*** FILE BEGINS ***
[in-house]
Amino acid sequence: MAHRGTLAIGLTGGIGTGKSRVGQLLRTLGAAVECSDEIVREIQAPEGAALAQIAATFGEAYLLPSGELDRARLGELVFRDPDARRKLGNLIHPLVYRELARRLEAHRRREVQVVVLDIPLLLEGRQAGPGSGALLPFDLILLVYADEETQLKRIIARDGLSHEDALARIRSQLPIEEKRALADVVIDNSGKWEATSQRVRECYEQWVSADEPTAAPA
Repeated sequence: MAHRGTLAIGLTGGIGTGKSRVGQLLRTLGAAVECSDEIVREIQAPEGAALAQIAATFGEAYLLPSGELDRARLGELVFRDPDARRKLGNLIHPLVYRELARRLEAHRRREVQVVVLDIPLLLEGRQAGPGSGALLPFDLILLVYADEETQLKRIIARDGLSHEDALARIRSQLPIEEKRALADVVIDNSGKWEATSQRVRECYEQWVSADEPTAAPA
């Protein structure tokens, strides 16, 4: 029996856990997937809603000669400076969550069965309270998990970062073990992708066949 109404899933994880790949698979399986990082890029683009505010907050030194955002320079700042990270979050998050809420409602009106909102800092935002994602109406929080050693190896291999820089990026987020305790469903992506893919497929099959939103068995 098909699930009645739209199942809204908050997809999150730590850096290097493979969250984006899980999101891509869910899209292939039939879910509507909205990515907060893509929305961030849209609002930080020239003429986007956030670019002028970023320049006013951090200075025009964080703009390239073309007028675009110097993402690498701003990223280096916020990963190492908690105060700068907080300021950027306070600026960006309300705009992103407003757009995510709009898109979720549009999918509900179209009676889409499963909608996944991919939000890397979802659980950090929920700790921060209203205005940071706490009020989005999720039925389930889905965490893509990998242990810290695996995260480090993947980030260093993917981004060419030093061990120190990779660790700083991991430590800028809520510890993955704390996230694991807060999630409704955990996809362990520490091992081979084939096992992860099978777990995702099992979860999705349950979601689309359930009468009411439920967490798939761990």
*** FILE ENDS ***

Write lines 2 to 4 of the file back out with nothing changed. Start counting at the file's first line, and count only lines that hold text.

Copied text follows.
Amino acid sequence: MAHRGTLAIGLTGGIGTGKSRVGQLLRTLGAAVECSDEIVREIQAPEGAALAQIAATFGEAYLLPSGELDRARLGELVFRDPDARRKLGNLIHPLVYRELARRLEAHRRREVQVVVLDIPLLLEGRQAGPGSGALLPFDLILLVYADEETQLKRIIARDGLSHEDALARIRSQLPIEEKRALADVVIDNSGKWEATSQRVRECYEQWVSADEPTAAPA
Repeated sequence: MAHRGTLAIGLTGGIGTGKSRVGQLLRTLGAAVECSDEIVREIQAPEGAALAQIAATFGEAYLLPSGELDRARLGELVFRDPDARRKLGNLIHPLVYRELARRLEAHRRREVQVVVLDIPLLLEGRQAGPGSGALLPFDLILLVYADEETQLKRIIARDGLSHEDALARIRSQLPIEEKRALADVVIDNSGKWEATSQRVRECYEQWVSADEPTAAPA
């Protein structure tokens, strides 16, 4: 029996856990997937809603000669400076969550069965309270998990970062073990992708066949 109404899933994880790949698979399986990082890029683009505010907050030194955002320079700042990270979050998050809420409602009106909102800092935002994602109406929080050693190896291999820089990026987020305790469903992506893919497929099959939103068995 098909699930009645739209199942809204908050997809999150730590850096290097493979969250984006899980999101891509869910899209292939039939879910509507909205990515907060893509929305961030849209609002930080020239003429986007956030670019002028970023320049006013951090200075025009964080703009390239073309007028675009110097993402690498701003990223280096916020990963190492908690105060700068907080300021950027306070600026960006309300705009992103407003757009995510709009898109979720549009999918509900179209009676889409499963909608996944991919939000890397979802659980950090929920700790921060209203205005940071706490009020989005999720039925389930889905965490893509990998242990810290695996995260480090993947980030260093993917981004060419030093061990120190990779660790700083991991430590800028809520510890993955704390996230694991807060999630409704955990996809362990520490091992081979084939096992992860099978777990995702099992979860999705349950979601689309359930009468009411439920967490798939761990």